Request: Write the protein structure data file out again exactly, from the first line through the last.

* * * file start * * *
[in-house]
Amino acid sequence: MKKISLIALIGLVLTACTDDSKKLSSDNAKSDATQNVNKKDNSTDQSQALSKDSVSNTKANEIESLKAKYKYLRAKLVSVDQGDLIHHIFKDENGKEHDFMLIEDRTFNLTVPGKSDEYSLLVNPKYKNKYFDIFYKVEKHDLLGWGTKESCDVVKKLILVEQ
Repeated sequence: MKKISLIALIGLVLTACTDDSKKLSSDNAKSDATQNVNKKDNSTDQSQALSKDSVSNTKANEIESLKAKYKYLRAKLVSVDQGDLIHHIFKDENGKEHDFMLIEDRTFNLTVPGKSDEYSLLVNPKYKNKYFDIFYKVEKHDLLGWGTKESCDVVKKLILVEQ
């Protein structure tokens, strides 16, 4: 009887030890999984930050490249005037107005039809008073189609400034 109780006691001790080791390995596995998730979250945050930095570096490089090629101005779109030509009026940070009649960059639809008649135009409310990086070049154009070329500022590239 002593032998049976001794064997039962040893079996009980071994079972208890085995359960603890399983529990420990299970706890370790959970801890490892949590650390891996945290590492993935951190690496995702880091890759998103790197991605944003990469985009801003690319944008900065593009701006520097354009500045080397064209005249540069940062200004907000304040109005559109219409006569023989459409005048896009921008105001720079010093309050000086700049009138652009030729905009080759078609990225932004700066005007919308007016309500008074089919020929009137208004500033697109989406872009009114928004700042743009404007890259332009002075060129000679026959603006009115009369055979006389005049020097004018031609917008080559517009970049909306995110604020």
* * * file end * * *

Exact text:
[in-house]
Amino acid sequence: MKKISLIALIGLVLTACTDDSKKLSSDNAKSDATQNVNKKDNSTDQSQALSKDSVSNTKANEIESLKAKYKYLRAKLVSVDQGDLIHHIFKDENGKEHDFMLIEDRTFNLTVPGKSDEYSLLVNPKYKNKYFDIFYKVEKHDLLGWGTKESCDVVKKLILVEQ
Repeated sequence: MKKISLIALIGLVLTACTDDSKKLSSDNAKSDATQNVNKKDNSTDQSQALSKDSVSNTKANEIESLKAKYKYLRAKLVSVDQGDLIHHIFKDENGKEHDFMLIEDRTFNLTVPGKSDEYSLLVNPKYKNKYFDIFYKVEKHDLLGWGTKESCDVVKKLILVEQ
């Protein structure tokens, strides 16, 4: 009887030890999984930050490249005037107005039809008073189609400034 109780006691001790080791390995596995998730979250945050930095570096490089090629101005779109030509009026940070009649960059639809008649135009409310990086070049154009070329500022590239 002593032998049976001794064997039962040893079996009980071994079972208890085995359960603890399983529990420990299970706890370790959970801890490892949590650390891996945290590492993935951190690496995702880091890759998103790197991605944003990469985009801003690319944008900065593009701006520097354009500045080397064209005249540069940062200004907000304040109005559109219409006569023989459409005048896009921008105001720079010093309050000086700049009138652009030729905009080759078609990225932004700066005007919308007016309500008074089919020929009137208004500033697109989406872009009114928004700042743009404007890259332009002075060129000679026959603006009115009369055979006389005049020097004018031609917008080559517009970049909306995110604020």